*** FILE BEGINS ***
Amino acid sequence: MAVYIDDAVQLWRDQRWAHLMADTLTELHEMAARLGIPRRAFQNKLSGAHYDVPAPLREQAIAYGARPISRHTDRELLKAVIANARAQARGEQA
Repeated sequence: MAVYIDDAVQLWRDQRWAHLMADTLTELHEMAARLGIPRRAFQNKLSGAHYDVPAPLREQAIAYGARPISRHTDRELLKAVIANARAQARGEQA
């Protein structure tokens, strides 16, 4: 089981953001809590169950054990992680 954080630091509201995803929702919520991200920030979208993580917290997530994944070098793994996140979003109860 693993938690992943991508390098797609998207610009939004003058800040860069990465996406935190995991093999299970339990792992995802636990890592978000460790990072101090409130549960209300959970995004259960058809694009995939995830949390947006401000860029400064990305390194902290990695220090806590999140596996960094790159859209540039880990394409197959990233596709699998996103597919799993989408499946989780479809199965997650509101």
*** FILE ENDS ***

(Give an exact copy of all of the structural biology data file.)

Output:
Amino acid sequence: MAVYIDDAVQLWRDQRWAHLMADTLTELHEMAARLGIPRRAFQNKLSGAHYDVPAPLREQAIAYGARPISRHTDRELLKAVIANARAQARGEQA
Repeated sequence: MAVYIDDAVQLWRDQRWAHLMADTLTELHEMAARLGIPRRAFQNKLSGAHYDVPAPLREQAIAYGARPISRHTDRELLKAVIANARAQARGEQA
């Protein structure tokens, strides 16, 4: 089981953001809590169950054990992680 954080630091509201995803929702919520991200920030979208993580917290997530994944070098793994996140979003109860 693993938690992943991508390098797609998207610009939004003058800040860069990465996406935190995991093999299970339990792992995802636990890592978000460790990072101090409130549960209300959970995004259960058809694009995939995830949390947006401000860029400064990305390194902290990695220090806590999140596996960094790159859209540039880990394409197959990233596709699998996103597919799993989408499946989780479809199965997650509101």